The point I wanted to make here, I guess, is that I can imagine that it is a problem for women who want children if they finish their PhD at 31. And that it should be possible to get there faster – which is not the standard at the moment in Germany. But yes, as pointed out above, average age is maybe quite meaningless here…

  3. Average PhD age will depend on the system in the awarding country. In the Uk you will typically have a 4 year MSci 1st degree, started at 18 or 19, then a 4 year PhD – most PhD funding lasts for 3 years, with most universities having a hard cutoff on PhD submission at 4 years after the start. Thus most UK PhDs would be ~27-28 years old.

    But we have just the same skew in departures from academia.

  4. Many people take time off before jumping into a graduate program. Some people work at biotechnology companies, some are technicians in academic research labs. Not everyone follows a direct path to their PhD, and some people use this time to hone their research skills and focus in on what field they wish to pursue. The average PhD program length in the US is 5.2 years (this includes the masters). So the earliest possible time to graduate is when someone is 27 if they graduate college when they are 22. (Undergraduate university in the US is 4 years on average)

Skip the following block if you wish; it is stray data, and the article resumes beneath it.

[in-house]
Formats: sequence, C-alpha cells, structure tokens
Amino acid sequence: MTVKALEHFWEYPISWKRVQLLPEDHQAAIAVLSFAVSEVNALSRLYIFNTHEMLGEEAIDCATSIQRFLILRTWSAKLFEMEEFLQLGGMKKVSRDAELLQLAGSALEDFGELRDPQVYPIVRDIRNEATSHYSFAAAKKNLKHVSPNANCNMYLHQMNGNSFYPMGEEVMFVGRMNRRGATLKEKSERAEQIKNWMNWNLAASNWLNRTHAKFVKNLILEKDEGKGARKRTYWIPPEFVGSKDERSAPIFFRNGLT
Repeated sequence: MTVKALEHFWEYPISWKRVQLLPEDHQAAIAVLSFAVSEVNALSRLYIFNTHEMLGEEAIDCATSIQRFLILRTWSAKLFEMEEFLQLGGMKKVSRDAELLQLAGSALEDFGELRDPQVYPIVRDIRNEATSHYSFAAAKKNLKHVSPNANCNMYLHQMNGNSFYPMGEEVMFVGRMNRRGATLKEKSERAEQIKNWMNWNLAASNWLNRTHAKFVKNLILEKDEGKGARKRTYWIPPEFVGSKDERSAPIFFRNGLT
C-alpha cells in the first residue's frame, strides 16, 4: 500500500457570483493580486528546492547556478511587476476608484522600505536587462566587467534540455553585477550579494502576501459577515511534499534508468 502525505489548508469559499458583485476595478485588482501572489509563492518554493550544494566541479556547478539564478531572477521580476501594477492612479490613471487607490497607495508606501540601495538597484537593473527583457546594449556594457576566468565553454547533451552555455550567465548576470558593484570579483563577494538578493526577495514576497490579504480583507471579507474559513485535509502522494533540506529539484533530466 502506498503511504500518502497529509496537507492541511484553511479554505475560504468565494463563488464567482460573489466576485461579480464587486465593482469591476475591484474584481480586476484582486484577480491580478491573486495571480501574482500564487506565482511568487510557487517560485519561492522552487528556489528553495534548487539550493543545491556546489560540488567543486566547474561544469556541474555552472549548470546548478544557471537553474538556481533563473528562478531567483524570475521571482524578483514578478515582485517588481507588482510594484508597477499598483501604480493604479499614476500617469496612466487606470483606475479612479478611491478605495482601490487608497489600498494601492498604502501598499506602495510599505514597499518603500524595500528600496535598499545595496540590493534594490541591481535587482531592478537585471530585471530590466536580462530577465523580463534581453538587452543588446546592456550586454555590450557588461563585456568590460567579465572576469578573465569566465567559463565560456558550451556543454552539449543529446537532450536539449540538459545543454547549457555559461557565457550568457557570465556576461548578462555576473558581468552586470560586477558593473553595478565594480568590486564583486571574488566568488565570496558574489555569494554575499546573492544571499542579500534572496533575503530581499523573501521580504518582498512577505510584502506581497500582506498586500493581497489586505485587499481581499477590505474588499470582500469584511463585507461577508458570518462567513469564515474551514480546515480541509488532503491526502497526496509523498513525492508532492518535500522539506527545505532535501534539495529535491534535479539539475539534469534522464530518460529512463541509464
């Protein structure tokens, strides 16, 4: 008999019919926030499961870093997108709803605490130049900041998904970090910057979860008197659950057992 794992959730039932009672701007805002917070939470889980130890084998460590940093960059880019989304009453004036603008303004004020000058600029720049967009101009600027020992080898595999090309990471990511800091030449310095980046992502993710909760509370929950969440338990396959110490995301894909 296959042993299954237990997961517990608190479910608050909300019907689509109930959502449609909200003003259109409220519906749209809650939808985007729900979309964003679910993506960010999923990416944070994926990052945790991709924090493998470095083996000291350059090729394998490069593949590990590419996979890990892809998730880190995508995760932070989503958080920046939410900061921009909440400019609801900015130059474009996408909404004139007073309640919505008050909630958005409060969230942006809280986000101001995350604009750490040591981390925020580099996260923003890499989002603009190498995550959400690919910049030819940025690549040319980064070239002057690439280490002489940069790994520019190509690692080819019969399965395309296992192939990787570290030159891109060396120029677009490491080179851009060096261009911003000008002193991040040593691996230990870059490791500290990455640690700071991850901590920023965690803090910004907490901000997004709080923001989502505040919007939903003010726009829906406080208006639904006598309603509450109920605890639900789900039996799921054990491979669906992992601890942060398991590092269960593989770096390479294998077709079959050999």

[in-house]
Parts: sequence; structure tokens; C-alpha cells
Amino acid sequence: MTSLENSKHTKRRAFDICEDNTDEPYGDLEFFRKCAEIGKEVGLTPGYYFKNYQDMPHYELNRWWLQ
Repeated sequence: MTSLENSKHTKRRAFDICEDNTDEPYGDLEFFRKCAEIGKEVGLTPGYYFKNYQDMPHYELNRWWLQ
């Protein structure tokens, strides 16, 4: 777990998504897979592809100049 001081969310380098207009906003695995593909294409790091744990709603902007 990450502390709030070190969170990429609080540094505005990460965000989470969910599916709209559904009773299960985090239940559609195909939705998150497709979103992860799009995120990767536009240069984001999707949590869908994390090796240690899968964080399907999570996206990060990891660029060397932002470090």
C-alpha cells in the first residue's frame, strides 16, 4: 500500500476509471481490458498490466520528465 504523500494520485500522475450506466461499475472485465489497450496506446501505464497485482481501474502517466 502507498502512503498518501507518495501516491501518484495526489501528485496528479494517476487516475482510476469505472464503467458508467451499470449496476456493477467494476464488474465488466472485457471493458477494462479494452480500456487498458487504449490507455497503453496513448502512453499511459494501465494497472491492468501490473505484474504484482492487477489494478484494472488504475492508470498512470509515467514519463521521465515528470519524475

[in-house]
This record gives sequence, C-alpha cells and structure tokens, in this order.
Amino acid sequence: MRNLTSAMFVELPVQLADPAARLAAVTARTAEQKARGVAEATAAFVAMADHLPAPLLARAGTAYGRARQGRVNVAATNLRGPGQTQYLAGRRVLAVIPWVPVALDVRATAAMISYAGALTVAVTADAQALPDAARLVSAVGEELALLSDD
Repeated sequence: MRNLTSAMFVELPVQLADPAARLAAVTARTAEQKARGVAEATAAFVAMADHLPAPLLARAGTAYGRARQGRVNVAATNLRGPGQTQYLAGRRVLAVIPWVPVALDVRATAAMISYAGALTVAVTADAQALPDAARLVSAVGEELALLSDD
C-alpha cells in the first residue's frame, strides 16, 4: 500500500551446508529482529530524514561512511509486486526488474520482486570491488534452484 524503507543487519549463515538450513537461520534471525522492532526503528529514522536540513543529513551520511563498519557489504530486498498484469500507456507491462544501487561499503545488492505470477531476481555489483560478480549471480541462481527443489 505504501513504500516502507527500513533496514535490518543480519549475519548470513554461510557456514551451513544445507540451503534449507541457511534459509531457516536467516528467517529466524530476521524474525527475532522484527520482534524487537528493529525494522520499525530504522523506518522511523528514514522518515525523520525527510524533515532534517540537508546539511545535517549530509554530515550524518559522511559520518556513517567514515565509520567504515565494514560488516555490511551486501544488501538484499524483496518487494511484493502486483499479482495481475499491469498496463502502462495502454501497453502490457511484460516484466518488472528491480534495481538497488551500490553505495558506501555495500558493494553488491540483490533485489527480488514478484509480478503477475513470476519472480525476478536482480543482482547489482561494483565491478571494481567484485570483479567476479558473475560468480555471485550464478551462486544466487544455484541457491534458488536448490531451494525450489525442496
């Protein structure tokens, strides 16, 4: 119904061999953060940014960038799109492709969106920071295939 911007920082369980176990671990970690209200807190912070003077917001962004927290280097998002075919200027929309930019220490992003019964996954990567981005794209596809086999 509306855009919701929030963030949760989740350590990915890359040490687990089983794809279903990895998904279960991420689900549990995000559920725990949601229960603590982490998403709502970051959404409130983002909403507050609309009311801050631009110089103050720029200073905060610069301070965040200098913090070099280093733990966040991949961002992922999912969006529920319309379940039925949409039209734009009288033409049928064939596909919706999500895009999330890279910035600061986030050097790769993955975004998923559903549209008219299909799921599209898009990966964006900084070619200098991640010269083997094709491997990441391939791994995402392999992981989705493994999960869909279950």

5. Well, I studied law in India and to take my first degree of law I did a bachelors first (so i have two bachelors degree, making it a 6 years of undergraduate study) – there is an option to take a 5 years integrated degree too. this is followed by 2 years Masters degree making it 8 years of college education already.